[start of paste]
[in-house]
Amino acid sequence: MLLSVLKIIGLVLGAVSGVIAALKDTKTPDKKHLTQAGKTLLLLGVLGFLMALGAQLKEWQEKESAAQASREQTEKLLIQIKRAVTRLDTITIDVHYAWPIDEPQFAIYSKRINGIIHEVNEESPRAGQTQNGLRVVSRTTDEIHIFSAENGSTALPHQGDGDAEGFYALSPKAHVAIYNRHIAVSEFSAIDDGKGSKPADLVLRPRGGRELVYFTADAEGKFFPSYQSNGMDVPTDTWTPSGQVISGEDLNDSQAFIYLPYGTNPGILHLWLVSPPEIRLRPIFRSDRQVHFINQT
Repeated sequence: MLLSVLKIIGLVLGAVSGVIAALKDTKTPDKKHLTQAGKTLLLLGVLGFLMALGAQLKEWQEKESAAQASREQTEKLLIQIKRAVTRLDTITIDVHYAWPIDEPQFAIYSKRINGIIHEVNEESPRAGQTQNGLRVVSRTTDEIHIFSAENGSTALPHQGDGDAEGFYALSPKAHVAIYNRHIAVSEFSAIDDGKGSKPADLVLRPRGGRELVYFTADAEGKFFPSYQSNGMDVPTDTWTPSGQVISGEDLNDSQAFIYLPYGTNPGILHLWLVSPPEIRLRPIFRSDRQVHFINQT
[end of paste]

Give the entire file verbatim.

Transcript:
[in-house]
Amino acid sequence: MLLSVLKIIGLVLGAVSGVIAALKDTKTPDKKHLTQAGKTLLLLGVLGFLMALGAQLKEWQEKESAAQASREQTEKLLIQIKRAVTRLDTITIDVHYAWPIDEPQFAIYSKRINGIIHEVNEESPRAGQTQNGLRVVSRTTDEIHIFSAENGSTALPHQGDGDAEGFYALSPKAHVAIYNRHIAVSEFSAIDDGKGSKPADLVLRPRGGRELVYFTADAEGKFFPSYQSNGMDVPTDTWTPSGQVISGEDLNDSQAFIYLPYGTNPGILHLWLVSPPEIRLRPIFRSDRQVHFINQT
Repeated sequence: MLLSVLKIIGLVLGAVSGVIAALKDTKTPDKKHLTQAGKTLLLLGVLGFLMALGAQLKEWQEKESAAQASREQTEKLLIQIKRAVTRLDTITIDVHYAWPIDEPQFAIYSKRINGIIHEVNEESPRAGQTQNGLRVVSRTTDEIHIFSAENGSTALPHQGDGDAEGFYALSPKAHVAIYNRHIAVSEFSAIDDGKGSKPADLVLRPRGGRELVYFTADAEGKFFPSYQSNGMDVPTDTWTPSGQVISGEDLNDSQAFIYLPYGTNPGILHLWLVSPPEIRLRPIFRSDRQVHFINQT